• Selecting Special Treats: Looking to stuff your pet’s stockings, You need to stick with chew toys that are basically indestructible–Kongs that can be stuffed with healthy foods or chew treats that are designed to be safely digestible. Long, stringy things are a feline’s dream, but the most risky toys for cats involve ribbon, yarn and loose little parts that can get stuck in the intestines, often necessitating surgery. You can surprise kitty with a new ball that’s too big to swallow, a stuffed catnip toy or the interactive cat dancer.

Decorations and the Christmas Tree Pose Threats to Pets

Keep Your Pets Safe This Holiday Season

Watching America’s Funniest Home videos, we all laugh when the cat climbs the Christmas Tree and causes it to topple or when the dog races through the house dragging the table cloth with him causing the whole Christmas dinner to end up on the floor.  As funny as this appears on video these are real hazards for our pets during the holiday season.  Recommendations from the ASPC are:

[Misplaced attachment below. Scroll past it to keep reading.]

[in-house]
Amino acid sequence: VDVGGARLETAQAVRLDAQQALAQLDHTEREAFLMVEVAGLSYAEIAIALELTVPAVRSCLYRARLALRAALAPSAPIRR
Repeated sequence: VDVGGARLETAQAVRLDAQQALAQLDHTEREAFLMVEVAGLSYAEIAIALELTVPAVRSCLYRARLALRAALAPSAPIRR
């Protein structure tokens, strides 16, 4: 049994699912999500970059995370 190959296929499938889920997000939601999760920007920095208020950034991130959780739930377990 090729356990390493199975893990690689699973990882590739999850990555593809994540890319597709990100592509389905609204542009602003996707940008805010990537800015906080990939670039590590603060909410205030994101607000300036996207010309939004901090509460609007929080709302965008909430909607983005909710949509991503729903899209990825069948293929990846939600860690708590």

Be Careful with Seasonal Plants and Decorations

  • Oh, Christmas Tree: Securely anchor your Christmas tree so it doesn’t tip and fall, causing possible injury to your pet. This will also prevent the tree water—which may contain fertilizers that can cause stomach upset—from spilling. Stagnant tree water is a breeding ground for bacteria, and your pet could end up with nausea or diarrhea should he imbibe.
  • Avoid Mistletoe & Holly: Holly, when ingested, can cause pets to suffer nausea, vomiting and diarrhea. Mistletoe can cause gastrointestinal upset and cardiovascular problems. And many varieties of lilies can cause kidney failure in cats if ingested. Opt for just-as-jolly artificial plants made from silk or plastic, or choose a pet-safe bouquet.
  • Tinsel-less Town: Kitties love this sparkly, light-catching “toy” that’s easy to bat around and carry in their mouths. But a nibble can lead to a swallow, which can lead to an obstructed digestive tract, severe vomiting, dehydration and possible surgery. It’s best to brighten your boughs with something other than tinsel.